Mazda’s MX-30 R-EV - a refreshing attempt at doing things differently

The Mazda MX-30 R-EV (Handout)
The Mazda MX-30 R-EV (Handout)

Mazda has spent decades making slightly left-field cars, and the MX-30 R-EV, its first petrol/electric plug-in hybrid model, is no exception.

The car takes the all-electric MX-30, which has been sold in Britain for the past three years, and adds a petrol motor-powered generating system. On paper this isn’t especially startling, but instead of a conventional piston engine, the MX-30 R-EV employs an 830cc rotary engine, which is compact, has fewer moving parts, and is noted for its smoothness and ability to spin at high speeds.

Spin cycle

Older rotaries had issues with emissions, economy, and durability, but Mazda has championed the technology since the 1960s, latterly with sportscars. The MX-30 is the world’s first, and so far, only rotary-engined petrol/electric hybrid.

Mix and match

Motive power at the wheels comes from an electric motor, animated by a 17.8kWh battery that is charged up by the rotary engine. When there’s enough juice, the petrol motor rests and the MX-30 is very quiet. When activated, the rotary engine drones softly in the background. Sometimes this is a little irritating, sometimes not. When it’s working hard, there’s some vibration, which intrudes on an otherwise serene driving experience.

High life


The car is a tall, compact sports utility which has virtually the same footprint as Mazda’s CX-30 sports utility. It looks like a conventional five-door, but there are no pillars between the front and rear side doors. The rears are small and hinged at their trailing edges, a bit like a London taxi. This looks fun, but adults will find getting into the back involves some writhing, and once there the thick pillars and small windows make for a slightly claustrophobic space, suitable for four rather than five grown-ups, who will still feel distinctly cramped. This windows/pillar combo also creates blind spots when parking and emerging from junctions.

The interior is well made, good looking, nicely designed and uses re-cycled plastic and even cork taken from wine bottle stopper offcuts - an imaginative touch - but one wonders how the cork lining the centre console oddments tray would stand up to a melting boiled sweet or a leaky ballpoint.

Logical design


The controls and instruments work well, don’t attack the driver with a blizzard of information, and combine mix a touch-screen with real buttons and knobs. Connectivity is up to speed too.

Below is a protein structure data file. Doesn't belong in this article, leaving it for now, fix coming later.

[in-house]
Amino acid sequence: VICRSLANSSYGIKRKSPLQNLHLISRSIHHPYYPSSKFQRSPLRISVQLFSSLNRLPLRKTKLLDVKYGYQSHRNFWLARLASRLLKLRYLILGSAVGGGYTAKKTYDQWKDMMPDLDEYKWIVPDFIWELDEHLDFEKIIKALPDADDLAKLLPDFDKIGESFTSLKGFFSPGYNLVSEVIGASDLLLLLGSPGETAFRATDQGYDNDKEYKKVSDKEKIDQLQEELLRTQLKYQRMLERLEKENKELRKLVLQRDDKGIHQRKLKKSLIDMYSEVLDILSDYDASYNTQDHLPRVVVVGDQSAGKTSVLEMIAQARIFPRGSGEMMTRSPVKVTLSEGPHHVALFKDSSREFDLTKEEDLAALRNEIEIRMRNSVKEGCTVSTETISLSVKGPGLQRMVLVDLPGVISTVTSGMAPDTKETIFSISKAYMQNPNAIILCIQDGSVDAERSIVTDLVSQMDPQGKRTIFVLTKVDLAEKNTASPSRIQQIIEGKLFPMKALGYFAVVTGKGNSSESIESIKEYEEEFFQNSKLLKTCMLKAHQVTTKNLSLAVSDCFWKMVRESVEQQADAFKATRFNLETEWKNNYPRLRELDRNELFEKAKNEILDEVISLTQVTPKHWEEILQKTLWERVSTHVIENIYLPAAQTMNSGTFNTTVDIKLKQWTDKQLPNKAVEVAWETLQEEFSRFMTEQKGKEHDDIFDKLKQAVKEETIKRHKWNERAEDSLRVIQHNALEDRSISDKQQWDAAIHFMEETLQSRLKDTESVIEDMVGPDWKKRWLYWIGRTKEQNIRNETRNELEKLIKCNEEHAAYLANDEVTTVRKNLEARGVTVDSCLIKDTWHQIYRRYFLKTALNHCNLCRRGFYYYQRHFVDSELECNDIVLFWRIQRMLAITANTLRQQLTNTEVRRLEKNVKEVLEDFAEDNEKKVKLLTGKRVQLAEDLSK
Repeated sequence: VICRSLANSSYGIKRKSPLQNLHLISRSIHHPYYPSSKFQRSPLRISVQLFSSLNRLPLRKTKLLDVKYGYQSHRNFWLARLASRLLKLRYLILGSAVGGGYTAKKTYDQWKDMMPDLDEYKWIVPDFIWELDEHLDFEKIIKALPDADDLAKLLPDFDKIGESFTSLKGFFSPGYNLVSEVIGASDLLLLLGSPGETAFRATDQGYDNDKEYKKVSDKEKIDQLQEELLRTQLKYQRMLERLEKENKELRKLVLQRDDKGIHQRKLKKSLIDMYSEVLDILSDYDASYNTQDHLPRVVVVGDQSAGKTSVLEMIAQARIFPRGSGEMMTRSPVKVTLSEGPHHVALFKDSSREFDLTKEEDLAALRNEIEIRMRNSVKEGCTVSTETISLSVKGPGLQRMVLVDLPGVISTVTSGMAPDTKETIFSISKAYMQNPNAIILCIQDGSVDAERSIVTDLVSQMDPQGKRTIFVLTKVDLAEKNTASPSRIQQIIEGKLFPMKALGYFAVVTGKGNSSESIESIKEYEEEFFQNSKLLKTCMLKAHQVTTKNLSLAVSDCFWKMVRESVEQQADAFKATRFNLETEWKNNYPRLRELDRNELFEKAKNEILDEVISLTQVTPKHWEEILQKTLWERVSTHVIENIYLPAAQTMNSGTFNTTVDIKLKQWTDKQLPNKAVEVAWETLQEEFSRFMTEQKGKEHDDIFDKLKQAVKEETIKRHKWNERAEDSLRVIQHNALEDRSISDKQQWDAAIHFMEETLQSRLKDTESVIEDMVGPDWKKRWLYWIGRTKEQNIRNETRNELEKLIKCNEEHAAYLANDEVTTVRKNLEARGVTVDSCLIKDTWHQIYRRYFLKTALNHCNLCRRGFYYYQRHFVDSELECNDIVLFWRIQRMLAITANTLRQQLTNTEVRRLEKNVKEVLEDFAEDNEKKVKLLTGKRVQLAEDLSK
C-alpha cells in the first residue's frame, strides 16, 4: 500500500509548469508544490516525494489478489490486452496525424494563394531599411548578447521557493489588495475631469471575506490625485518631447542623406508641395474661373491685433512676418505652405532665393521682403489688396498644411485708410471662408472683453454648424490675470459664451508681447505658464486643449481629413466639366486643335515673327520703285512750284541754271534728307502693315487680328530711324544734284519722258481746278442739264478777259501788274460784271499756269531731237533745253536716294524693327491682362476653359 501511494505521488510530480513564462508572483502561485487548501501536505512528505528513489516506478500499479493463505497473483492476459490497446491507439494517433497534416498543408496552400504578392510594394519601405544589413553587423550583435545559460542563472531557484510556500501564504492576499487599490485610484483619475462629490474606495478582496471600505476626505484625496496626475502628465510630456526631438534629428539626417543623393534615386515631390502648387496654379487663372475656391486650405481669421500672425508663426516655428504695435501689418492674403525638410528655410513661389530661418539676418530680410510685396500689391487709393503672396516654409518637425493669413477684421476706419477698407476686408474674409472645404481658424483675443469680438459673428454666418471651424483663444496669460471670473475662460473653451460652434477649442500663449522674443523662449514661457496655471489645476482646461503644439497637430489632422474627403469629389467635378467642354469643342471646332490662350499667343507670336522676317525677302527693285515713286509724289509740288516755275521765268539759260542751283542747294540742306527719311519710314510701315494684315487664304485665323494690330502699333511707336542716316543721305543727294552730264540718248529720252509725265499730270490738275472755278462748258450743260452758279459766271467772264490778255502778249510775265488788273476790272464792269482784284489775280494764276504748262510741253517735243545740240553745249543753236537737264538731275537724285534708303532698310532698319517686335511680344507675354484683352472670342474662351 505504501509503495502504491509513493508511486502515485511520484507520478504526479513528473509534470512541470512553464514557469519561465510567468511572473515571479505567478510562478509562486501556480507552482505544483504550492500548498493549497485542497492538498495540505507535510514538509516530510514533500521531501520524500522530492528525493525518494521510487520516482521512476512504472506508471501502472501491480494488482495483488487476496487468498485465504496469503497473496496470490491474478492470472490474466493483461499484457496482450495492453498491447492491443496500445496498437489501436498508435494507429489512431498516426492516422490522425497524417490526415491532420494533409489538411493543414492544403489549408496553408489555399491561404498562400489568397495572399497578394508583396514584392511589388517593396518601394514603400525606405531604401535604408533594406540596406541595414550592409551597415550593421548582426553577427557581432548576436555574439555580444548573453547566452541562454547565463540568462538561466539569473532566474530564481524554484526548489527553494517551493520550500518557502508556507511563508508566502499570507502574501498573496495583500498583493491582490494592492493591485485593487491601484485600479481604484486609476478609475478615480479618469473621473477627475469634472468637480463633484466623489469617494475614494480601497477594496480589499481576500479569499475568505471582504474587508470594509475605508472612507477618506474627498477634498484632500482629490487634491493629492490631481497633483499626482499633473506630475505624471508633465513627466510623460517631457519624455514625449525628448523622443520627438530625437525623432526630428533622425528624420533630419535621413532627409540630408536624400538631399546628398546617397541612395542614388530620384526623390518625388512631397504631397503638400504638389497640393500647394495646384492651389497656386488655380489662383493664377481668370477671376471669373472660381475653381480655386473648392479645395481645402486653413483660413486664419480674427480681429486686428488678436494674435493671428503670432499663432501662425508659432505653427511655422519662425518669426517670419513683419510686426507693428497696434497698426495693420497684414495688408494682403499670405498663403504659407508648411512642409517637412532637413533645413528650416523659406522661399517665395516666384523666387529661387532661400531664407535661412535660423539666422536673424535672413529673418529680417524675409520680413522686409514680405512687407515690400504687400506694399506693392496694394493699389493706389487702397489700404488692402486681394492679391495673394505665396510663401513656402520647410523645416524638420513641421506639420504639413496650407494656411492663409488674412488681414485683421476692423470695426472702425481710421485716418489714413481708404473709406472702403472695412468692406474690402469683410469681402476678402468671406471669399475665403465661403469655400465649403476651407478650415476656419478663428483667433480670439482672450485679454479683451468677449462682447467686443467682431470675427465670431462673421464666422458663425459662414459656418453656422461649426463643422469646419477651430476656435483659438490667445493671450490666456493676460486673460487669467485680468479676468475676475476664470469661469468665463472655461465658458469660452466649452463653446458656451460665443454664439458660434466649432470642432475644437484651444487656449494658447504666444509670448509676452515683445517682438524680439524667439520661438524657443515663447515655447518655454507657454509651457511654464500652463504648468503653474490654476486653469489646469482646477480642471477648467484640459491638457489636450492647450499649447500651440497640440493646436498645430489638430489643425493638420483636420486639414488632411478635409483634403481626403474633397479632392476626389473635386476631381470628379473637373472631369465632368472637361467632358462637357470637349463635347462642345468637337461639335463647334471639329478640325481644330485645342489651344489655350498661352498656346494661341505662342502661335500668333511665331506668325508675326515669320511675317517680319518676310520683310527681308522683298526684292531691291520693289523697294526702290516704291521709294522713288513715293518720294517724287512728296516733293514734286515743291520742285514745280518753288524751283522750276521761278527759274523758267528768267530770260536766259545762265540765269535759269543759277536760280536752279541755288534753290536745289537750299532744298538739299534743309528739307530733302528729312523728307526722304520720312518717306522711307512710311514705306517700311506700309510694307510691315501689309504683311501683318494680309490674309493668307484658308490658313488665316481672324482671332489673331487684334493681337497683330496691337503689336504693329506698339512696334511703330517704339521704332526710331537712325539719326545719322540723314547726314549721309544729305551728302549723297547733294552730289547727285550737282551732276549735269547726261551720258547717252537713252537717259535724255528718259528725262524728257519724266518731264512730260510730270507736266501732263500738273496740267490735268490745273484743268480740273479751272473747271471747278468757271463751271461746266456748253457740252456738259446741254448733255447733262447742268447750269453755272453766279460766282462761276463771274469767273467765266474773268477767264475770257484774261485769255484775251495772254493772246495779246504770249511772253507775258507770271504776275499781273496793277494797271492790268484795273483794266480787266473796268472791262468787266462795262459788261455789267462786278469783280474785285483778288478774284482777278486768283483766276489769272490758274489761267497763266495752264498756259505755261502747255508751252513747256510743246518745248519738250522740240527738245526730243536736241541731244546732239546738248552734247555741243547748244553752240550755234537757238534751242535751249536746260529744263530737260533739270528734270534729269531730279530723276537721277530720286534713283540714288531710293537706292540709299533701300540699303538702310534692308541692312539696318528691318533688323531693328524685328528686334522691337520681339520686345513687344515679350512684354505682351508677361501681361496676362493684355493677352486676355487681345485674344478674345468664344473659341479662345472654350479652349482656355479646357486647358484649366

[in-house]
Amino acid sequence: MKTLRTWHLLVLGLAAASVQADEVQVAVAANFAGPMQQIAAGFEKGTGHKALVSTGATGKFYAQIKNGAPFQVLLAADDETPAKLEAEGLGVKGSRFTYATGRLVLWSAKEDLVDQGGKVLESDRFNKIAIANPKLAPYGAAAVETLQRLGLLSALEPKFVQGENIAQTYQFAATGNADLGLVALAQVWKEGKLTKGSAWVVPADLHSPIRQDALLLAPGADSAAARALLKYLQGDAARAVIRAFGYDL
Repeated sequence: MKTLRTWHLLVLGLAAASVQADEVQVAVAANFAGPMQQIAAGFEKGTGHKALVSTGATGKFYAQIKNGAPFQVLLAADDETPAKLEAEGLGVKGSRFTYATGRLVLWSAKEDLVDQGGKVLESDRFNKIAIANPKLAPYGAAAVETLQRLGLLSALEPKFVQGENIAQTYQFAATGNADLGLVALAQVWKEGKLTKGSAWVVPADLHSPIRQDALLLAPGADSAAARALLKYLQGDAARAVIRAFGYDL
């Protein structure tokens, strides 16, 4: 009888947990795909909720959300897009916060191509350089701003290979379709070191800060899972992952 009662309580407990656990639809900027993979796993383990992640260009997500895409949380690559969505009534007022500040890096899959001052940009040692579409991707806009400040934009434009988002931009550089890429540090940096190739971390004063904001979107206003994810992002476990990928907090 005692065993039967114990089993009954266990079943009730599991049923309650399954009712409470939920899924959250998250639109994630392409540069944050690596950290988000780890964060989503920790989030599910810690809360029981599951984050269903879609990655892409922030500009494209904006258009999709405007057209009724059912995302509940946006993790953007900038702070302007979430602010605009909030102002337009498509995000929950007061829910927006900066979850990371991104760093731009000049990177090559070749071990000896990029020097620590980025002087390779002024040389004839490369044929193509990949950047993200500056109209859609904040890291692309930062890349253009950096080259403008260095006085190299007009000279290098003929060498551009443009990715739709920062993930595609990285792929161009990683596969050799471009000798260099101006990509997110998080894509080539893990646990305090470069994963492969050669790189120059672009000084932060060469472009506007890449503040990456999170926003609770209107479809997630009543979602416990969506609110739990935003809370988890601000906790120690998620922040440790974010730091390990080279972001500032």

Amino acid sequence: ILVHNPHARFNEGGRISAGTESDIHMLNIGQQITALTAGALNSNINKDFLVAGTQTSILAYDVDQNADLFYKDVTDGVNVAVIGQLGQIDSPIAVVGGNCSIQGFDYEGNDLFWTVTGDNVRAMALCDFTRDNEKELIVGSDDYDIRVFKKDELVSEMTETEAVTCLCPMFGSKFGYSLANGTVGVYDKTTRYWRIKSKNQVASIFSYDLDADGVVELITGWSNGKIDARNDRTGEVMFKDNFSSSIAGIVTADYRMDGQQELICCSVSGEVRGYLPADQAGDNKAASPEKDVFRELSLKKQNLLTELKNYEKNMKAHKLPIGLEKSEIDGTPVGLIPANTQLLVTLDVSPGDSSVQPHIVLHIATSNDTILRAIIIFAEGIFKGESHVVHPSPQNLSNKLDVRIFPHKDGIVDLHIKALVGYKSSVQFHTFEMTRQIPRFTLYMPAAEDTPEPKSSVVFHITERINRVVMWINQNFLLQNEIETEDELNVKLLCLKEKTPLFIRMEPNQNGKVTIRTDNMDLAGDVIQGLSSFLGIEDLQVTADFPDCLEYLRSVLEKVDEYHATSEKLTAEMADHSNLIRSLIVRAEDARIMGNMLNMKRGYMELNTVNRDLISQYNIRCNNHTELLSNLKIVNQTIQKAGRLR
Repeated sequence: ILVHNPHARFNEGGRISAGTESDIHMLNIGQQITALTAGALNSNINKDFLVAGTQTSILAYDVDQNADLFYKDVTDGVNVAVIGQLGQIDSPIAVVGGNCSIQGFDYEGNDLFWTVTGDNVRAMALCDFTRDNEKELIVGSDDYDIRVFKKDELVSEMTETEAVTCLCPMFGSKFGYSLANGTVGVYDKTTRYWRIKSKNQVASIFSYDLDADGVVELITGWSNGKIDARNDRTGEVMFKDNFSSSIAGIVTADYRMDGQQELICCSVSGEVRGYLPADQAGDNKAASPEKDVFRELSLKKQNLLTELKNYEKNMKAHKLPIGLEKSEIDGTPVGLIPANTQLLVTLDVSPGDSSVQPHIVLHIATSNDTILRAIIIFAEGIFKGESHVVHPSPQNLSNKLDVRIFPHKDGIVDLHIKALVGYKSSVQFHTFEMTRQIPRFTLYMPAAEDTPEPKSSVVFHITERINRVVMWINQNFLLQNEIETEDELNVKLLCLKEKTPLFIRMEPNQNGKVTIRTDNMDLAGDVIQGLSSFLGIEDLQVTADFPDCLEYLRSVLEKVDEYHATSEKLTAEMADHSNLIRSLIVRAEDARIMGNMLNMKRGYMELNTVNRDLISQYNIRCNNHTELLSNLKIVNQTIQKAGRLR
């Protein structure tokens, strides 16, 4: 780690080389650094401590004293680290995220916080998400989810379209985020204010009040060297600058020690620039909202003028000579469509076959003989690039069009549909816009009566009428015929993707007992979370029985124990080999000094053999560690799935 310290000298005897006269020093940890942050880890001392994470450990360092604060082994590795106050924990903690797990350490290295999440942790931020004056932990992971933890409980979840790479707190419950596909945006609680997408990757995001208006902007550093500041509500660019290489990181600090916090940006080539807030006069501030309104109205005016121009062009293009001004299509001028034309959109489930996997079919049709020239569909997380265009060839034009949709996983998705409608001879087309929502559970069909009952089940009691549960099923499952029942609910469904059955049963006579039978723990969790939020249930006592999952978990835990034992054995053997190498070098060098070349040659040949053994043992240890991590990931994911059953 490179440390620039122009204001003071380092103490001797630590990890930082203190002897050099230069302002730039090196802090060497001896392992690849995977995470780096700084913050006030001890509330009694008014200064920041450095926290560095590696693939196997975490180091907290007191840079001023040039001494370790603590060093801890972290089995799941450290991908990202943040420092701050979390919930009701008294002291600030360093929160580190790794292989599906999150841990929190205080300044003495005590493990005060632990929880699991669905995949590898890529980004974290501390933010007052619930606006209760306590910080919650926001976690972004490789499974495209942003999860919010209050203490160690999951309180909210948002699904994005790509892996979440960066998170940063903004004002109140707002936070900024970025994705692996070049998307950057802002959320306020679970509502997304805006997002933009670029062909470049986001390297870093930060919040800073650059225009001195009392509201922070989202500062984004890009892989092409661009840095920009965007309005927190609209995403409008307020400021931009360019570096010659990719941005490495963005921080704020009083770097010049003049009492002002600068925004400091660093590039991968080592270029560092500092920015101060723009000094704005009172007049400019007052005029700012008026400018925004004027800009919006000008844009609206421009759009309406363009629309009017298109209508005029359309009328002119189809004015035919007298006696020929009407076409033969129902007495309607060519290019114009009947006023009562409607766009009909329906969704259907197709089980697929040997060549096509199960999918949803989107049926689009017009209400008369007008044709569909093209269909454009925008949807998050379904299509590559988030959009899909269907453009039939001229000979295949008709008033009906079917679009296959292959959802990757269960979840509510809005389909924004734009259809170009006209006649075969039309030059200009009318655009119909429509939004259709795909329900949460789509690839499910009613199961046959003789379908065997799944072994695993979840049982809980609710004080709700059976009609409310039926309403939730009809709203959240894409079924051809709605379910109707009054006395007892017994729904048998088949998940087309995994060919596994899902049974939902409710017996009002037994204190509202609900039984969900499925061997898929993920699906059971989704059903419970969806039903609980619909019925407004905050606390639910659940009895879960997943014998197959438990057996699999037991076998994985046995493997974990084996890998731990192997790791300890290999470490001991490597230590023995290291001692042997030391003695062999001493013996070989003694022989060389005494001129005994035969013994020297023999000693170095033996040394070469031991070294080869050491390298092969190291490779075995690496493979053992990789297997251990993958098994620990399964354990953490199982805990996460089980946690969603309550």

This user-friendliness extends to the way the car behaves. It has three power modes, controlled by steering wheel paddles. These relate to how quickly the Mazda slows when you lift off the accelerator pedal and its battery is charged. On some electric cars this can be quite fierce, but the MX-30 is a gentler proposition, even in its highest energy reclaiming mode. So, the MX-30 is very relaxing to drive.


Many electric cars have eyeball-squashing acceleration, not so the Mazda, but it is still quick off the mark. The ride is quite pliant, the softer suspension does result in some lean when cornering hard, but the car handles with precision. It is unflustered when pushed into bends and possesses commendably accurate steering.

Practical proposition?

Mazda has sold around 4,000 pure electric MX-30s since the car debuted in Britain about three years ago. Perhaps the EV MX-30’s appeal has been blunted by a smaller battery than some rivals. Mazda claims this improves the MX-30’s lifetime environmental footprint, but it also reduces its overall range. Think under 124 miles between charges. The R-EV plug in hybrid version will go further, and unless it runs out of petrol will never have a flat battery (and can be plugged into a fast charger and replenished in under half an hour), but this brings us to fuel economy, which in the real world isn’t great.


Mazda claims 37.2mpg combined, but the car we drove recorded a miserable 26mpg during a grim, rain-lashed test that required power-sapping wipers, lights, heating and ventilation to work hard. Doubtless operating economy would improve when more of these functions were switched off, but such thirst is a big demerit.

This is a pity, because although there are some design flaws, the MX-30 R-EV is a genuine and refreshing attempt at doing things differently, and on many levels it’s a likeable car.

The Facts

Mazda MX-30 R-EV 170ps Exclusive-Line

0-62mph: 9.1sec

Top speed: 87 mph

Electric range: 53 miles

MPG: 37.2 (combined)

CO2 emissions: 21g/km

Price: £33,495